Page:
but is energy-intensive. This process was pioneered by Dr. Carl von Linde in the early 20th
century and is still used today to produce high purity gases
The cryogenic separation process requires a very tight integration of heat exchangers and
separation columns to obtain a good efficiency and all the energy for refrigeration is provided by
the compression of the air at the inlet of the unit.
To achieve the low distillation temperatures an air separation unit requires a refrigeration cycle
that operates by means of the JouleThomson effect, and the cold equipment has to be kept
within an insulated enclosure (commonly called a "cold box"). The cooling of the gases requires
a large amount of energy to make this refrigeration cycle work and is delivered by an air
compressor. Modern ASUs use expansion turbines for cooling; the output of the expander helps
drive the air compressor, for improved efficiency. The process consists of the following main
1. Before compression the air is pre-filtered of dust.
2. Air is compressed where the final delivery pressure is determined by recoveries and the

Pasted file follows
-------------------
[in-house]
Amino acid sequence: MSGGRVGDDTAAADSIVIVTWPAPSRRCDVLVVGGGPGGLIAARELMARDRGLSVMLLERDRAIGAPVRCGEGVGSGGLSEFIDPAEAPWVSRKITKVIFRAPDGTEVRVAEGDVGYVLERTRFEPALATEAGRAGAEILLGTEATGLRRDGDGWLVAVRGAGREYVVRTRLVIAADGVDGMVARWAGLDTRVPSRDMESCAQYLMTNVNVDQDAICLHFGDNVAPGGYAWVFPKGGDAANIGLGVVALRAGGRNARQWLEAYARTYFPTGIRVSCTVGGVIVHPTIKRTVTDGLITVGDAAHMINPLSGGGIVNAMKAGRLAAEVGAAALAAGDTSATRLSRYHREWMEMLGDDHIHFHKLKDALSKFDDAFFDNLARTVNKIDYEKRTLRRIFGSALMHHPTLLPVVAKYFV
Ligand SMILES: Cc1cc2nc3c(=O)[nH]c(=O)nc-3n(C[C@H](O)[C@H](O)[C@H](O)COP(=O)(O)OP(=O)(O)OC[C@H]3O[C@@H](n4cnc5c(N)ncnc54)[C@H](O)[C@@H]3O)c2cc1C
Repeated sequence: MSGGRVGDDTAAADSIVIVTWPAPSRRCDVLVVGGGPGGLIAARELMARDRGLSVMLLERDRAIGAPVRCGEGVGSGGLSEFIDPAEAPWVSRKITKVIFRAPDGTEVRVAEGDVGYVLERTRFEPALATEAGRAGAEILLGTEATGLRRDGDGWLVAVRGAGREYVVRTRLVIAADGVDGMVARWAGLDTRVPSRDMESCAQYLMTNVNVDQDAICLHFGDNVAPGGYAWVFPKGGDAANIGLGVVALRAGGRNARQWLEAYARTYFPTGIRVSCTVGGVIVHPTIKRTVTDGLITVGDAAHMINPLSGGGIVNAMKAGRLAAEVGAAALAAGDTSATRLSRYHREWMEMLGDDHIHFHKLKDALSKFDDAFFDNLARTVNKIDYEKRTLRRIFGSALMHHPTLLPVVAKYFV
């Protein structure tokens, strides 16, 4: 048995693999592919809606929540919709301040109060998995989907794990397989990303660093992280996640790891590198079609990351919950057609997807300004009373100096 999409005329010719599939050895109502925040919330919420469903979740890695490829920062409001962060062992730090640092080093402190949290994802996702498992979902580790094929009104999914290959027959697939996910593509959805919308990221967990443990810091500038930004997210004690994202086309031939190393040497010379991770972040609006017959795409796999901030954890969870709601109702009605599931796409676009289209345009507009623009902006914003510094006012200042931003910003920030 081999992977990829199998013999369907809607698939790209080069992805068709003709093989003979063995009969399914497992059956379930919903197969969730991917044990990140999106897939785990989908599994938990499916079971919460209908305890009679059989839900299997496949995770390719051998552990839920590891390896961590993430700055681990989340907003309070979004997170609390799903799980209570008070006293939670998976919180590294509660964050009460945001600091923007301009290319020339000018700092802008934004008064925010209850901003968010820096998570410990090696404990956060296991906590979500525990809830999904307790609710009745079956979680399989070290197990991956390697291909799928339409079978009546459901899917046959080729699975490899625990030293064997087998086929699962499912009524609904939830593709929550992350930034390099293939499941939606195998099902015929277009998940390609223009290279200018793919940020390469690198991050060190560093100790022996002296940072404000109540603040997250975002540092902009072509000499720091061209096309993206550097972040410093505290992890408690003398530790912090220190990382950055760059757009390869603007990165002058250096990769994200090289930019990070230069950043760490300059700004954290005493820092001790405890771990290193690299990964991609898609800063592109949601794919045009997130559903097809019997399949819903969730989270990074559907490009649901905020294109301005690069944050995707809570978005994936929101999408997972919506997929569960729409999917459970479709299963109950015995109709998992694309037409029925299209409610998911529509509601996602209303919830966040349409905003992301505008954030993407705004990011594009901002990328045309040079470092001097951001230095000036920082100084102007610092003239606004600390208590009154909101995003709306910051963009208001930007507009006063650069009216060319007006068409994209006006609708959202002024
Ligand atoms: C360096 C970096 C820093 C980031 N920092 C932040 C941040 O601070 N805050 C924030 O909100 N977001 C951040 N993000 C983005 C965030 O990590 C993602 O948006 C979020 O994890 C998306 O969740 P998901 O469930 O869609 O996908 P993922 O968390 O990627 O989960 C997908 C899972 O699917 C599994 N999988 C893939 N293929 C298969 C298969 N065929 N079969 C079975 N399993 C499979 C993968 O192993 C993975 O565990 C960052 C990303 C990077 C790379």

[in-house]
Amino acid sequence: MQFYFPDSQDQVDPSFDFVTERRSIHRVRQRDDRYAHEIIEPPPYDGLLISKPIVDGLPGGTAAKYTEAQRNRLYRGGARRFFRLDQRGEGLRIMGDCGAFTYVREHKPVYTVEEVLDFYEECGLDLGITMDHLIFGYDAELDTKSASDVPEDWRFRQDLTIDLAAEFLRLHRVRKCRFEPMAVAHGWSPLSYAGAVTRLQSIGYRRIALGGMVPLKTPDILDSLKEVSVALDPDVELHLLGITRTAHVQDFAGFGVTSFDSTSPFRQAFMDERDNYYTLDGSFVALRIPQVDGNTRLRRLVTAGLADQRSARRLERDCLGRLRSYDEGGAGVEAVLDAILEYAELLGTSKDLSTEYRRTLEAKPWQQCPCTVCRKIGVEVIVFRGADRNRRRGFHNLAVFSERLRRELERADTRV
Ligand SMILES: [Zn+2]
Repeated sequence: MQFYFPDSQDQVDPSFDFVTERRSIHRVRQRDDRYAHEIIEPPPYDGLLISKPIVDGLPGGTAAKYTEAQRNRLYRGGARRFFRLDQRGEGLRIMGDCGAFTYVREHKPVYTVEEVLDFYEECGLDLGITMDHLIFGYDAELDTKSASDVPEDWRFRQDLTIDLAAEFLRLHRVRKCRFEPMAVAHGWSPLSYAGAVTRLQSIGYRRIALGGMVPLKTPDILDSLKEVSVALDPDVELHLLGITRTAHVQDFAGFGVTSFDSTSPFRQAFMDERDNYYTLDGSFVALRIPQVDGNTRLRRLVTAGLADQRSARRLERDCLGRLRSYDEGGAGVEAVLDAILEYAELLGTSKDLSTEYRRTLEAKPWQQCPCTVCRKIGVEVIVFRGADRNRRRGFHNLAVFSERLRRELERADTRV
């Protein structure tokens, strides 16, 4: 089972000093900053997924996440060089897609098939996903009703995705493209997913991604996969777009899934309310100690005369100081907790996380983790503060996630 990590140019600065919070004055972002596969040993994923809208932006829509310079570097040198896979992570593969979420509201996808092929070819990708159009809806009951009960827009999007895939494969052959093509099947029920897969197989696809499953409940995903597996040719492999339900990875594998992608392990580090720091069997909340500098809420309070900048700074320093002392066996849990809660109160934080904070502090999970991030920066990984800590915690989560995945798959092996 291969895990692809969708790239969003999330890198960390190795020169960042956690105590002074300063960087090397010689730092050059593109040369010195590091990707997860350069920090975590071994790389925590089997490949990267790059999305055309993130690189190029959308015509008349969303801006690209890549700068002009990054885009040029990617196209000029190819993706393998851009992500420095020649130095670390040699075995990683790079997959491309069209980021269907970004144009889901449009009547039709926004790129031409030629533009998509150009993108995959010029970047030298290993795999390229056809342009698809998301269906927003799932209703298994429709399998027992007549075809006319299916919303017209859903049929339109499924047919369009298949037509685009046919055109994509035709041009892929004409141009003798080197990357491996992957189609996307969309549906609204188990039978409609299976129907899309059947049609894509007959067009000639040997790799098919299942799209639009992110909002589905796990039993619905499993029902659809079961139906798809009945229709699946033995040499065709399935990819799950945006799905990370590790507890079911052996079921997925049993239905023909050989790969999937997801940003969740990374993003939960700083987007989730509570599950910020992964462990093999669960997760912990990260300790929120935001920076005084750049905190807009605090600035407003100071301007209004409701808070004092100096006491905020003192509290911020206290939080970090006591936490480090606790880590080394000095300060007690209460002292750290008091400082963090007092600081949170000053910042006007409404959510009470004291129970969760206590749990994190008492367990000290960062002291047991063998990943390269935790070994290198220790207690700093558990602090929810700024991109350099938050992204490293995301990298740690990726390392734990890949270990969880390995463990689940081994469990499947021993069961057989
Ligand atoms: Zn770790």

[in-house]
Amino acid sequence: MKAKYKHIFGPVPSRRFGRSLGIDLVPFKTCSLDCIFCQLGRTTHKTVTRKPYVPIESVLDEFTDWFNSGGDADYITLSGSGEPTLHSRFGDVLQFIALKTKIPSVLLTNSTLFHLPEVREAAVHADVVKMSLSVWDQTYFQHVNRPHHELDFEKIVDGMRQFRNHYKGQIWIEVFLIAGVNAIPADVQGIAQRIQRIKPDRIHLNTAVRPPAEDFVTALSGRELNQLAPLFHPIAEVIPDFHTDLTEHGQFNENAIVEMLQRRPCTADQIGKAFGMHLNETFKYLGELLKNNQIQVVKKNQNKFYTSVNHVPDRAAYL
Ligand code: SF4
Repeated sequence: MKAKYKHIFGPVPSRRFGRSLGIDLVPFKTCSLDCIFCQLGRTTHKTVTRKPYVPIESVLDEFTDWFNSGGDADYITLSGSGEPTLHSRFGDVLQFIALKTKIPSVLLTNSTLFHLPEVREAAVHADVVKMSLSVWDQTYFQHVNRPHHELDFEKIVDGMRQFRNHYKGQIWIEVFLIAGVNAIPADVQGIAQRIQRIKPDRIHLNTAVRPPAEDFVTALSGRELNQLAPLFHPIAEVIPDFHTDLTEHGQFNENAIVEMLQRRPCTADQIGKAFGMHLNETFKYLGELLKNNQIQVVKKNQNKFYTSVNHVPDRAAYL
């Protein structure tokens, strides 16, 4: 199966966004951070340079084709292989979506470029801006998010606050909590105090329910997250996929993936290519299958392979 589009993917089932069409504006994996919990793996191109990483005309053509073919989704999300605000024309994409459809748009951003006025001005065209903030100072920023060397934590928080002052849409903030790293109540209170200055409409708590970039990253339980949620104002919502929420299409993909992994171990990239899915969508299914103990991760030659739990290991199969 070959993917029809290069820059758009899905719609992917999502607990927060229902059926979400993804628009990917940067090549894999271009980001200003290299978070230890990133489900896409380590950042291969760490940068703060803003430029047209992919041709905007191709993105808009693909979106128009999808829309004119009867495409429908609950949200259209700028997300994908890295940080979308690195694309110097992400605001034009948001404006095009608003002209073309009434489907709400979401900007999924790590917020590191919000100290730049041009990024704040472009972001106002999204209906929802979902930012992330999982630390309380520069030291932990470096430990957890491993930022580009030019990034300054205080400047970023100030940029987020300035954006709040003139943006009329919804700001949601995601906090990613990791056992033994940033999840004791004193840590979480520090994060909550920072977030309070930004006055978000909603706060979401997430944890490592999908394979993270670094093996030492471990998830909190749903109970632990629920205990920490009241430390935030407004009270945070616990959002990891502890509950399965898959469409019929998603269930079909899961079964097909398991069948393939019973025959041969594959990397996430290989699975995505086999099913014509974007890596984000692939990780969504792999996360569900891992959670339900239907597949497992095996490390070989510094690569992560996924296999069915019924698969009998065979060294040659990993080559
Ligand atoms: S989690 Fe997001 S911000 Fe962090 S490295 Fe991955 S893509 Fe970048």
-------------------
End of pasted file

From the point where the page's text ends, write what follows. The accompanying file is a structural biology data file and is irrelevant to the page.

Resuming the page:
fluid state (gas or liquid) of the products. Typical pressures range between 5 and 10 bar
gauge. The air stream may also be compressed to different pressures to enhance the
efficiency of the ASU. During compression water is condensed out in inter-stage coolers.

3. The process air is generally passed through a molecular sieve bed, which removes any
remaining water vapour, as well as carbon dioxide, which would freeze and plug the
cryogenic equipment. Molecular sieves are often designed to remove any gaseous
hydrocarbons from the air, since these can be a problem in the subsequent air distillation
that could lead to explosions.[6] The molecular sieves bed must be regenerated. This is
done by installing multiple units operating in alternating mode and using the dry coproduced waste gas to desorb the water.
4. Process air is passed through an integrated heat exchanger (usually a plate fin heat
exchanger) and cooled against product (and waste) cryogenic streams. Part of the air
liquefies to form a liquid that is enriched in oxygen. The remaining gas is richer in
nitrogen and is distilled to almost pure nitrogen (typically < 1ppm) in a high pressure